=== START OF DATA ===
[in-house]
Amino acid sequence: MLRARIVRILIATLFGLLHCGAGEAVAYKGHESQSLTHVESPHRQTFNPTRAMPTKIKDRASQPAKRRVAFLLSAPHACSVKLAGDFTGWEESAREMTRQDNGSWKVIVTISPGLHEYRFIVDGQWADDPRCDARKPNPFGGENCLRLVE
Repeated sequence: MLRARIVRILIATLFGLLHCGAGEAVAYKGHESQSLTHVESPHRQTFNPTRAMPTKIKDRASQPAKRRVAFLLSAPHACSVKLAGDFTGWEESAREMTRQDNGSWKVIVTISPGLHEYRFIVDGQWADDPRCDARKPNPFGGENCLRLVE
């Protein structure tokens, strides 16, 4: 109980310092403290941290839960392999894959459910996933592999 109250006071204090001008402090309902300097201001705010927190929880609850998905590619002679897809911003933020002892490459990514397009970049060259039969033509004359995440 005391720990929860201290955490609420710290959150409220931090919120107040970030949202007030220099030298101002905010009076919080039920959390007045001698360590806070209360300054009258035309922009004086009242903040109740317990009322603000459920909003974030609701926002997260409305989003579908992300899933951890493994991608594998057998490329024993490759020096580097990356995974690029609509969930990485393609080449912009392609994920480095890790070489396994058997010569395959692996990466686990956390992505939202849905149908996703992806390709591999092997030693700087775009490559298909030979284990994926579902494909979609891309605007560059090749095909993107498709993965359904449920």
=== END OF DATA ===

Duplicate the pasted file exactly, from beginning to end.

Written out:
[in-house]
Amino acid sequence: MLRARIVRILIATLFGLLHCGAGEAVAYKGHESQSLTHVESPHRQTFNPTRAMPTKIKDRASQPAKRRVAFLLSAPHACSVKLAGDFTGWEESAREMTRQDNGSWKVIVTISPGLHEYRFIVDGQWADDPRCDARKPNPFGGENCLRLVE
Repeated sequence: MLRARIVRILIATLFGLLHCGAGEAVAYKGHESQSLTHVESPHRQTFNPTRAMPTKIKDRASQPAKRRVAFLLSAPHACSVKLAGDFTGWEESAREMTRQDNGSWKVIVTISPGLHEYRFIVDGQWADDPRCDARKPNPFGGENCLRLVE
């Protein structure tokens, strides 16, 4: 109980310092403290941290839960392999894959459910996933592999 109250006071204090001008402090309902300097201001705010927190929880609850998905590619002679897809911003933020002892490459990514397009970049060259039969033509004359995440 005391720990929860201290955490609420710290959150409220931090919120107040970030949202007030220099030298101002905010009076919080039920959390007045001698360590806070209360300054009258035309922009004086009242903040109740317990009322603000459920909003974030609701926002997260409305989003579908992300899933951890493994991608594998057998490329024993490759020096580097990356995974690029609509969930990485393609080449912009392609994920480095890790070489396994058997010569395959692996990466686990956390992505939202849905149908996703992806390709591999092997030693700087775009490559298909030979284990994926579902494909979609891309605007560059090749095909993107498709993965359904449920």